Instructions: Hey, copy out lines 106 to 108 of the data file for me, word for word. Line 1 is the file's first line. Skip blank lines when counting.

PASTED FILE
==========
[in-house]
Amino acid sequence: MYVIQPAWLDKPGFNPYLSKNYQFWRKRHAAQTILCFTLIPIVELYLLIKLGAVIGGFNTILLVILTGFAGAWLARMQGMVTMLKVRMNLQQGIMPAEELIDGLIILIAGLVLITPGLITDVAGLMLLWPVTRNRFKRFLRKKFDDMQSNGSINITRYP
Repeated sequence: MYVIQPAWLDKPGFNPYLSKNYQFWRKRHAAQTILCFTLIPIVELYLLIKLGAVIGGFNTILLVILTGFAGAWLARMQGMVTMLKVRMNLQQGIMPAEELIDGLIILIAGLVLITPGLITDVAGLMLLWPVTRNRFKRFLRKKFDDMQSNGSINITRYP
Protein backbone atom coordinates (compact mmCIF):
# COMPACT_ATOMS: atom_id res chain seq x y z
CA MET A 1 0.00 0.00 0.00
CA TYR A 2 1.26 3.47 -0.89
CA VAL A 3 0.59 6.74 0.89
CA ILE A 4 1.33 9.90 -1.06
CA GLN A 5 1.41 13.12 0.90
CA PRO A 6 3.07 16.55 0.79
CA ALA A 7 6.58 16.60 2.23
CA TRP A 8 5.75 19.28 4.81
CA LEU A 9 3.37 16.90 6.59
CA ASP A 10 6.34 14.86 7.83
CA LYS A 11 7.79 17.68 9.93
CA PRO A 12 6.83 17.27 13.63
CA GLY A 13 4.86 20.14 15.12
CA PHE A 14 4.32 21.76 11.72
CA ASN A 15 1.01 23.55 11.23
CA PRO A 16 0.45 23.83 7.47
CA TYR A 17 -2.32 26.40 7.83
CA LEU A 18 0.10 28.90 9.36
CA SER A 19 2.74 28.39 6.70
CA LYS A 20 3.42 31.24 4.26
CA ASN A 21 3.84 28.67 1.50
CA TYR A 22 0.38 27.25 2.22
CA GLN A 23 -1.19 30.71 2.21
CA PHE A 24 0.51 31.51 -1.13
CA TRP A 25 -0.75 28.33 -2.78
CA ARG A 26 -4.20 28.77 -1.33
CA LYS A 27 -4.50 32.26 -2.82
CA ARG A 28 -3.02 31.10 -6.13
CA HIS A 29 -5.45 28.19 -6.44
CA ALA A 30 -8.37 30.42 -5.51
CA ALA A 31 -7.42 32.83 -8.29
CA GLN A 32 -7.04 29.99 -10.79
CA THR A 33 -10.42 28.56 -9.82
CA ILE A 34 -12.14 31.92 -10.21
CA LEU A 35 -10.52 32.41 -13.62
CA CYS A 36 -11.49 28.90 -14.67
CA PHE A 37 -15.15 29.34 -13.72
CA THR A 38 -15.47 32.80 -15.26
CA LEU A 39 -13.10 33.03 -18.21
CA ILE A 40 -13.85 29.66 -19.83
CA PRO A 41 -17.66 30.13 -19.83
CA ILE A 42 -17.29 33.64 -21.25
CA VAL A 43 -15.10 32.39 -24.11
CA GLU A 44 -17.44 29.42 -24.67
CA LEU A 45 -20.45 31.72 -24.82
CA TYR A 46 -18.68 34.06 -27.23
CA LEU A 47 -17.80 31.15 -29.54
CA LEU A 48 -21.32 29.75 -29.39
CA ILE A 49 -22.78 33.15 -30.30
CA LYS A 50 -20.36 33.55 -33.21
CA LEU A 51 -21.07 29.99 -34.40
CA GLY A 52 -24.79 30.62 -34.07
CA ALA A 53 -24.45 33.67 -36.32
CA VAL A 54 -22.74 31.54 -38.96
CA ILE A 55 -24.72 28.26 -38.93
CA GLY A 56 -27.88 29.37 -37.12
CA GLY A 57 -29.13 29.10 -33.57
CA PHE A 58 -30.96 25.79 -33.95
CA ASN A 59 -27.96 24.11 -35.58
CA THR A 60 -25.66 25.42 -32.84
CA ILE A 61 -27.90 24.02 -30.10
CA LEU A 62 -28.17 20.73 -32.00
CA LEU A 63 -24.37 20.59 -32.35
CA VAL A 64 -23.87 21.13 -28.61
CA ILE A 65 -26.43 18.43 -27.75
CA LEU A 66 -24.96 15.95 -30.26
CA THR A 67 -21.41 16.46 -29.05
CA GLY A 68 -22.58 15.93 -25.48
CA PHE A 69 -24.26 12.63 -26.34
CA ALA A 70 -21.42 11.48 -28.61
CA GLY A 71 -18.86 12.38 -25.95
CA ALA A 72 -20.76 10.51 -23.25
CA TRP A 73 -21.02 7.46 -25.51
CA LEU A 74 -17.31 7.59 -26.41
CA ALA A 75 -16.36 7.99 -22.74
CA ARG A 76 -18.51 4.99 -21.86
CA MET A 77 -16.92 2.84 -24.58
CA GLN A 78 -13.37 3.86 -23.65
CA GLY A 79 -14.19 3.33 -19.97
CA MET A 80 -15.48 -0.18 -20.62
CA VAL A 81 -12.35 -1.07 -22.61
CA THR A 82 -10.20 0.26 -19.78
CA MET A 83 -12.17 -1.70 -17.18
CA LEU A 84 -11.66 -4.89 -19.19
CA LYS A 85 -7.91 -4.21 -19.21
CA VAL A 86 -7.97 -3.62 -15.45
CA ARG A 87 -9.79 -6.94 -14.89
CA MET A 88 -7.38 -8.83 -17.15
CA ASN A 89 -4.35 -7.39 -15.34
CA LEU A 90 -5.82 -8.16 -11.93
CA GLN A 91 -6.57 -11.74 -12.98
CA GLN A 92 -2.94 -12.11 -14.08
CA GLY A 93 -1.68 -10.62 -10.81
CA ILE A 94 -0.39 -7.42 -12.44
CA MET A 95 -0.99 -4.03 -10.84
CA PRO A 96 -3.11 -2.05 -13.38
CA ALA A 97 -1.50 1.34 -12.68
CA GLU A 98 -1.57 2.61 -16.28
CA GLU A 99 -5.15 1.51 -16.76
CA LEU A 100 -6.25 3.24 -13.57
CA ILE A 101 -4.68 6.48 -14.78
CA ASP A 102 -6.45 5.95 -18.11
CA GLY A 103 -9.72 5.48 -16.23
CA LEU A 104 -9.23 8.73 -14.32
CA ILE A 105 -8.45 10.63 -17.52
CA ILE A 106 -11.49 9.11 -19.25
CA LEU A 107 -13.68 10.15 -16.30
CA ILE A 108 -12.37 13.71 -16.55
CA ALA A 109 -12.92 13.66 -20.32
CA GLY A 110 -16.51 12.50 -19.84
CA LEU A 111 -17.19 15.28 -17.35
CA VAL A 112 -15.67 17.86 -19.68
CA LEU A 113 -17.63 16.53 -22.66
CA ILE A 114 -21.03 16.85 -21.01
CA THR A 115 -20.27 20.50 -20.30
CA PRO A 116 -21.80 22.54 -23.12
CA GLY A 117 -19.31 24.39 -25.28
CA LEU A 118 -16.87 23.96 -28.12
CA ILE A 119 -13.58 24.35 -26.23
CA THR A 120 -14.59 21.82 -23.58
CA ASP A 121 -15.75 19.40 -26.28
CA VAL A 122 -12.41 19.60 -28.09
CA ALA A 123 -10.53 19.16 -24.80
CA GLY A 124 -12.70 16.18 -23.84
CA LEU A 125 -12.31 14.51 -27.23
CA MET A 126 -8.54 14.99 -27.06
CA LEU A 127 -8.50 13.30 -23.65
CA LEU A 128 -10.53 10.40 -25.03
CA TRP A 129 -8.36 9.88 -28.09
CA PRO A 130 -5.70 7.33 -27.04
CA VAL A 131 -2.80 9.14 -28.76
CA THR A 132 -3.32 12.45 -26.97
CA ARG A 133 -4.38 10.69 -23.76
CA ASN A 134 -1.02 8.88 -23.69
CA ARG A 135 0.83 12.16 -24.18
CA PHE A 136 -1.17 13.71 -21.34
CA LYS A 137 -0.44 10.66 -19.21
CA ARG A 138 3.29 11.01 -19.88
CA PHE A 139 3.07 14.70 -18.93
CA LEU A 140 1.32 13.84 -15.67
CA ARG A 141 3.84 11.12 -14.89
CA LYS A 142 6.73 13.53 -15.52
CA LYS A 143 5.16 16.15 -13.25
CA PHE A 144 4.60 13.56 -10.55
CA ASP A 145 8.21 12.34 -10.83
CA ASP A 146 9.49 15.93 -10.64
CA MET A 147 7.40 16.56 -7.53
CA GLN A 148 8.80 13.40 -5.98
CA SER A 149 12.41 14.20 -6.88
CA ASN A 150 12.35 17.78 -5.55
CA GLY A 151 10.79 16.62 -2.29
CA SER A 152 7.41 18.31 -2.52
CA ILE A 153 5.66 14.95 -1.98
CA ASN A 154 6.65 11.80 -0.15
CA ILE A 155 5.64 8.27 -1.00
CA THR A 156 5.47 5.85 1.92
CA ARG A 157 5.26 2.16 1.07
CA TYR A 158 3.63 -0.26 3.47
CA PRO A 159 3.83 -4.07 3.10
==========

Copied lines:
CA ILE A 101 -4.68 6.48 -14.78
CA ASP A 102 -6.45 5.95 -18.11
CA GLY A 103 -9.72 5.48 -16.23